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Supercourse Online

“Supercourse presents enormous advantages for all those who want to learn about healthcare throughout the world. The system is priceless, particularly for those in the developing nations, who have difficulty is gaining access to up-to-date relevant information.”

This project is much in keeping with the ‘Nightingale Declaration’ to share “information and solutions to resolve problems and improve conditions — locally, nationally and globally — in order to achieve health for all humanity.”

Photo Source: WHO Collaborating Center at the University of Pittsburgh

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A global repository of lectures on public health and prevention, entitled "Supercourse," designed for educators across the world, is now on-line. Produced by the World Health Organization (WHO) Collaborating Center at the University of Pittsburgh, it has a vast network of over 55000 scientists in 174 countries, who share a free on-line library on healthcare, comprising of 3611 lectures in 26 languages.

Supercourse is premised on the notion that improving access to qualitative health information is a powerful strategy for improving global health and science teaching and research.

The initiative draws on a networking strategy to increase access to academic information using information and communication technologies (ICTs). The global network is entirely based on the open source information technology, which is rapidly spreading across the world. In general, open source refers to any programme, whose source code is made available for use or modification as users or other developers see fit. Open source software is usually developed through public collaboration and made freely available.

Speaking to nightingaledeclaration.net, Dionne Sinclair, Acting Manager for Quality Improvement at Canada's Royal Ottawa Health Care Group, said: "Supercourse presents enormous advantages for all those, who want to learn about healthcare throughout the world. The system is priceless, particularly for those in the developing nations, who have difficulty is gaining access to up-to-date relevant information."

Specifically, Supercourse is an information sharing and open source model. The global academic faculty share what they consider their best lectures in the area of public health on the internet. Experienced faculty members constantly revise lectures to bring them in line with new thinking. With quick and immediate access to information through the internet, education can reduce time taken to prepare lectures. Faculties in developing countries can now gain access to current scientific information that they would not otherwise have.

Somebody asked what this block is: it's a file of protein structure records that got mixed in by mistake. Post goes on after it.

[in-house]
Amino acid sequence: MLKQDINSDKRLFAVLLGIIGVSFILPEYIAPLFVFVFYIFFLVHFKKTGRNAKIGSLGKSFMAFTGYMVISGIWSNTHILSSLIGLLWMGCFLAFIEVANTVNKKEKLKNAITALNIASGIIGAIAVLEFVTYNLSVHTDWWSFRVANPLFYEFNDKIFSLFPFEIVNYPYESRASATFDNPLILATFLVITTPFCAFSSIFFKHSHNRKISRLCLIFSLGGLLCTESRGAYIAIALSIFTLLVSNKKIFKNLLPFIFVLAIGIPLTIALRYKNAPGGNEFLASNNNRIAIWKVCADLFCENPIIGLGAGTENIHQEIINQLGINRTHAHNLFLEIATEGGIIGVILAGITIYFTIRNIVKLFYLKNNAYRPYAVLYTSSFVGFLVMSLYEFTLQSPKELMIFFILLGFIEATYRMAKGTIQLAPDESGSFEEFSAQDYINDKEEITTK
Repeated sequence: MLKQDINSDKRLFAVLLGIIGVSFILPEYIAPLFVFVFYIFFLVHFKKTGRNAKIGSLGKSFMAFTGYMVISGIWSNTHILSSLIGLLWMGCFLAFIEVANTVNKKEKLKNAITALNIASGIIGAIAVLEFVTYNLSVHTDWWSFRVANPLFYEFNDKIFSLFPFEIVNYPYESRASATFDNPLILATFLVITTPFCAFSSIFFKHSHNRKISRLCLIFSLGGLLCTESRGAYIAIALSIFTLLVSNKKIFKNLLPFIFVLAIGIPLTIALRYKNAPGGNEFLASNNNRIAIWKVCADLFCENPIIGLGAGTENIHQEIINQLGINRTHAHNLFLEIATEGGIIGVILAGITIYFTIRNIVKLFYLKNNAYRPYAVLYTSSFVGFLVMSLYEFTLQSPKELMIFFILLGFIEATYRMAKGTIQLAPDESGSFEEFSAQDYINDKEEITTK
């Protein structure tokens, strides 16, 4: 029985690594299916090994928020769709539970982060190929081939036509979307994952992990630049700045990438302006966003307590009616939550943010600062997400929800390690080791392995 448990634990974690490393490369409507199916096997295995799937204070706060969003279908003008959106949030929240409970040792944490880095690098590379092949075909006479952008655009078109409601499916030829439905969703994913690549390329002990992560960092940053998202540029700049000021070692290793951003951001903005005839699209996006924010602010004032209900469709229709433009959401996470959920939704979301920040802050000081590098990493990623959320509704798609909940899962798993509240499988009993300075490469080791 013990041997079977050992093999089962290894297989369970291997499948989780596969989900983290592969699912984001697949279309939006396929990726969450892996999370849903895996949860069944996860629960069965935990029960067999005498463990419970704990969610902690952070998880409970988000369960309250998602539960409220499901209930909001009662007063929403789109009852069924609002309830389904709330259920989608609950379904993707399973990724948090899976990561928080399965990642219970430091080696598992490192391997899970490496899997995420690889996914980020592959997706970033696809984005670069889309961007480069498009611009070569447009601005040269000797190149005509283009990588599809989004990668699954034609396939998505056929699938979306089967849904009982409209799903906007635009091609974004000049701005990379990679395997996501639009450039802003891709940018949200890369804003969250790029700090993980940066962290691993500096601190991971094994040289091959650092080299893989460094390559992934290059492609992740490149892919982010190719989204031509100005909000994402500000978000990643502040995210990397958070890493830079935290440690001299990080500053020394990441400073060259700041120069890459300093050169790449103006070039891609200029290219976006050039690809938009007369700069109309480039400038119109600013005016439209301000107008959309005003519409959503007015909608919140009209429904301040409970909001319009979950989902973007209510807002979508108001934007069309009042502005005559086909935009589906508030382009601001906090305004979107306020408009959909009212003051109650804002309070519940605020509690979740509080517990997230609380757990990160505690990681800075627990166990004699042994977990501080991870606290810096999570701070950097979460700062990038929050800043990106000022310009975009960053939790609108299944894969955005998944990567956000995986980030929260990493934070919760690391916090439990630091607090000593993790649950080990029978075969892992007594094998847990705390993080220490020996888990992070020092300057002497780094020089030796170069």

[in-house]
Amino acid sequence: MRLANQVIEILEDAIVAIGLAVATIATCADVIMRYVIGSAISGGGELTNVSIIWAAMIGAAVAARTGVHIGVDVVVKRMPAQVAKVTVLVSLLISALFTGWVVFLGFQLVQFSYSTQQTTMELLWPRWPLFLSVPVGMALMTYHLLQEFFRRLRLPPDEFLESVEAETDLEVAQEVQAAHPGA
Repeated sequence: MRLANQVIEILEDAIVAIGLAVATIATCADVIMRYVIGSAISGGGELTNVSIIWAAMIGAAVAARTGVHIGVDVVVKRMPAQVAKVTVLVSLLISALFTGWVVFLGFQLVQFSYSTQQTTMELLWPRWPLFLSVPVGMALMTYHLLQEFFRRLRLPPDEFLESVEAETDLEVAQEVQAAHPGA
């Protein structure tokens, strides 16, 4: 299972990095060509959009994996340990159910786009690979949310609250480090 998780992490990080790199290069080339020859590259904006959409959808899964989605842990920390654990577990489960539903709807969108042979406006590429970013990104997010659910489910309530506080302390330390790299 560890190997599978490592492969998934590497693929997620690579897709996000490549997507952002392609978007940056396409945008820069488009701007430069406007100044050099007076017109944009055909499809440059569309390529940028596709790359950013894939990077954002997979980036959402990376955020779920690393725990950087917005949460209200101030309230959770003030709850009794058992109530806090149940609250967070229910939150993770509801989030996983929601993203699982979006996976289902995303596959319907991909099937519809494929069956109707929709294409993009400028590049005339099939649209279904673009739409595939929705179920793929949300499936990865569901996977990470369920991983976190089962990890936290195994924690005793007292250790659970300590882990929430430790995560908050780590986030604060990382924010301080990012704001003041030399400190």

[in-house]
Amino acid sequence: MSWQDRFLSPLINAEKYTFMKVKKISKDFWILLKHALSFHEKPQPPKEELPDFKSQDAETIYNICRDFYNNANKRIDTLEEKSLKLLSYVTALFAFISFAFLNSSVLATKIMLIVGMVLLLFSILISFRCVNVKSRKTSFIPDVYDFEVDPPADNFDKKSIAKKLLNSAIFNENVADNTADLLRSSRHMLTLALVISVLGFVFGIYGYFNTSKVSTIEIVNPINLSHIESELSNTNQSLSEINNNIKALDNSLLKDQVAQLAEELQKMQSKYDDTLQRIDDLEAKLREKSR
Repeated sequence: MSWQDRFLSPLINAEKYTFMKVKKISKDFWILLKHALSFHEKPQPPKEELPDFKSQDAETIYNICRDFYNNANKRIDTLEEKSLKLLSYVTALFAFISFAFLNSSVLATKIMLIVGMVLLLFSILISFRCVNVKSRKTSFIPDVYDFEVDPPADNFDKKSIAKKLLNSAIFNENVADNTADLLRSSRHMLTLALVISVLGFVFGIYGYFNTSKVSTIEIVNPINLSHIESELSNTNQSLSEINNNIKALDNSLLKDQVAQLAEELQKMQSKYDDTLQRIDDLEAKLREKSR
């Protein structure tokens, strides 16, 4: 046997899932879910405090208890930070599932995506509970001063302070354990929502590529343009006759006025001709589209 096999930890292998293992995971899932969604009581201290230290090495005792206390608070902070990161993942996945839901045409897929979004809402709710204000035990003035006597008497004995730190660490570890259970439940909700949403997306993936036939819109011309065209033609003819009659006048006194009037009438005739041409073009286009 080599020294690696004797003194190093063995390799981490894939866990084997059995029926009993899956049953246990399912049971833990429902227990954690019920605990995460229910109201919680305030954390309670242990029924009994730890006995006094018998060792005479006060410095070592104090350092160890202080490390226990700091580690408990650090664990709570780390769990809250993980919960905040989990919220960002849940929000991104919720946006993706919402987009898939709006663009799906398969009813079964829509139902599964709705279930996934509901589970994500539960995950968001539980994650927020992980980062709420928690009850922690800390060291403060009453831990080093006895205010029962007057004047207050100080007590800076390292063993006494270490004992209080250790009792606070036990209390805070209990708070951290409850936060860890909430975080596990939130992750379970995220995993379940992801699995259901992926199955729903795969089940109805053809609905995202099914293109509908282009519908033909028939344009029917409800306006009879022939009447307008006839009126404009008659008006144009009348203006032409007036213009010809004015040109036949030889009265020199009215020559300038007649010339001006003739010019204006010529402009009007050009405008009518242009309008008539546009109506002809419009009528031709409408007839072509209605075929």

The network organizers have also sought to create lectures quickly specifically in response to major disasters and emergencies. They identify a "lecture of the week" to help draw attention to particular lectures  on topical issues.

The global network is facilitated by the Global Health Network (GHNet), which includes faculty members in the world of health academia,  who provide, review, and, where required, translate the Supercourse lectures.

To ensure as broad access to the lectures as possible, the network has established 45 Supercourse mirrored servers in medical, dental, veterinary, nursing, and public health schools around the world, as well as distributed 20,000 Supercourse CDs -- free of charge.

An effort has been made to increase presentation speed through the development of small-sized files for the benefit of users from developing countries who have low-bandwidth internet connections. For the benefit of those who do not have easy access to scientific information beyond lecture material, online textbooks have been provided by the British Medical Journal (BMJ).

Organisers are also in the process of creating "legacy lectures", which are "the best of the best"; the goal is to archive them in 170 national libraries around the world. Another work in progress includes the building of schools of public health worldwide: Scientists from 26 nations are working to establish small, mini-certificate-granting courses.

Entertainment strategies are another component of Supercourse. Organisers have developed a hypertext comic book that translates the lectures into a web-based, icon-driven format with graphic presentation and text that allows students to access more information through hyperlinks. For more information, go to: http://www.pitt.edu/~super1/assist/comics.htm

In an effort to increase awareness about Supercourse, GHNet has published over 170 papers in medical journals including the Science, Nature, Lancet, British Medical Journal, and Nature Medicine, among others.

Supercourse was originally funded by the US National Aeronautics and Space Administration (NASA) and the National Library of Medicine.

Supercourse can be obtained here: http://www.pitt.edu/~super1/

Contact
Ronald E. LaPorte
Director
Disease Monitoring and Telecommunications
WHO Collaborating Center
Professor of Epidemiology
Graduate School of Public Health
University of Pittsburgh
Pittsburgh, PA 15261 USA
[email protected]

OR

Akira Sekikawa
Assistant Professor of Epidemiology
[email protected]

OR

Deborah J. Aaron,
Assistant Professor of Education
[email protected]

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In 2008 & 2009, Asoka Roy’s family created a Platinum Sponsorship of the Nightingale Declaration Campaign to honor the memory of their sister — a pioneering nurse & midwife in both India & the United States. Projects developed from this contribution included an India-wide outreach of the Nightingale Declaration dedicated to Asoka’s memory.
See: An Indian Nightingale
Generous Support of Drs. Rustum & Della Roy